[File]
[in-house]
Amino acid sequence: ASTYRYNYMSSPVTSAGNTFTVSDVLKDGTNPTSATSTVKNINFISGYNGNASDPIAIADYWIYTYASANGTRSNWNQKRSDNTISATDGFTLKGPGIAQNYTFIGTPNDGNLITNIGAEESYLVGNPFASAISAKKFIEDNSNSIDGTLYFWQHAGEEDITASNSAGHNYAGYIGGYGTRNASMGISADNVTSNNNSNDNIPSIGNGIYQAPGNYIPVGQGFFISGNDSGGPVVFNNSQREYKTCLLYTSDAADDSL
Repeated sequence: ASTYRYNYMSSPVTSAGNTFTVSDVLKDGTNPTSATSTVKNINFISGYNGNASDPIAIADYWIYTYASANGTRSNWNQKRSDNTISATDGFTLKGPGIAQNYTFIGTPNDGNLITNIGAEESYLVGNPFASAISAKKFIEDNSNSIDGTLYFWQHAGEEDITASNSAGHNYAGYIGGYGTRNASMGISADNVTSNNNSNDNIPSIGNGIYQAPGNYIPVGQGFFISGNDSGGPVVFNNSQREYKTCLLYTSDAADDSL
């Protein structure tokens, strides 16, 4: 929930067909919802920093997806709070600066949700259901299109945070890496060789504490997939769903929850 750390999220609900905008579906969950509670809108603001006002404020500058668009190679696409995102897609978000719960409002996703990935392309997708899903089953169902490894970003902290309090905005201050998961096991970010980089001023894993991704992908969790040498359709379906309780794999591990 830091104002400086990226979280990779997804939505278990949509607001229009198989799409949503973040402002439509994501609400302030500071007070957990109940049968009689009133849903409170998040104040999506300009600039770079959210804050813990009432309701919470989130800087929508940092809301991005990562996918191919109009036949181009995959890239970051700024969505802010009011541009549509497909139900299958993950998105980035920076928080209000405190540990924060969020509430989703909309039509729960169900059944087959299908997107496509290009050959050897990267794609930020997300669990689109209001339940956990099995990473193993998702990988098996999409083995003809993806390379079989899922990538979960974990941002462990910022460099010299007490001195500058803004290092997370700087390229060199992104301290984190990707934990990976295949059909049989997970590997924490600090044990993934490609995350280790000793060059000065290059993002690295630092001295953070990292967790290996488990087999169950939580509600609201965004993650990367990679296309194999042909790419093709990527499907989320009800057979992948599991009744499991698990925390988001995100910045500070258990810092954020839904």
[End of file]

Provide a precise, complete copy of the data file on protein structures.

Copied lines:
[in-house]
Amino acid sequence: ASTYRYNYMSSPVTSAGNTFTVSDVLKDGTNPTSATSTVKNINFISGYNGNASDPIAIADYWIYTYASANGTRSNWNQKRSDNTISATDGFTLKGPGIAQNYTFIGTPNDGNLITNIGAEESYLVGNPFASAISAKKFIEDNSNSIDGTLYFWQHAGEEDITASNSAGHNYAGYIGGYGTRNASMGISADNVTSNNNSNDNIPSIGNGIYQAPGNYIPVGQGFFISGNDSGGPVVFNNSQREYKTCLLYTSDAADDSL
Repeated sequence: ASTYRYNYMSSPVTSAGNTFTVSDVLKDGTNPTSATSTVKNINFISGYNGNASDPIAIADYWIYTYASANGTRSNWNQKRSDNTISATDGFTLKGPGIAQNYTFIGTPNDGNLITNIGAEESYLVGNPFASAISAKKFIEDNSNSIDGTLYFWQHAGEEDITASNSAGHNYAGYIGGYGTRNASMGISADNVTSNNNSNDNIPSIGNGIYQAPGNYIPVGQGFFISGNDSGGPVVFNNSQREYKTCLLYTSDAADDSL
């Protein structure tokens, strides 16, 4: 929930067909919802920093997806709070600066949700259901299109945070890496060789504490997939769903929850 750390999220609900905008579906969950509670809108603001006002404020500058668009190679696409995102897609978000719960409002996703990935392309997708899903089953169902490894970003902290309090905005201050998961096991970010980089001023894993991704992908969790040498359709379906309780794999591990 830091104002400086990226979280990779997804939505278990949509607001229009198989799409949503973040402002439509994501609400302030500071007070957990109940049968009689009133849903409170998040104040999506300009600039770079959210804050813990009432309701919470989130800087929508940092809301991005990562996918191919109009036949181009995959890239970051700024969505802010009011541009549509497909139900299958993950998105980035920076928080209000405190540990924060969020509430989703909309039509729960169900059944087959299908997107496509290009050959050897990267794609930020997300669990689109209001339940956990099995990473193993998702990988098996999409083995003809993806390379079989899922990538979960974990941002462990910022460099010299007490001195500058803004290092997370700087390229060199992104301290984190990707934990990976295949059909049989997970590997924490600090044990993934490609995350280790000793060059000065290059993002690295630092001295953070990292967790290996488990087999169950939580509600609201965004993650990367990679296309194999042909790419093709990527499907989320009800057979992948599991009744499991698990925390988001995100910045500070258990810092954020839904």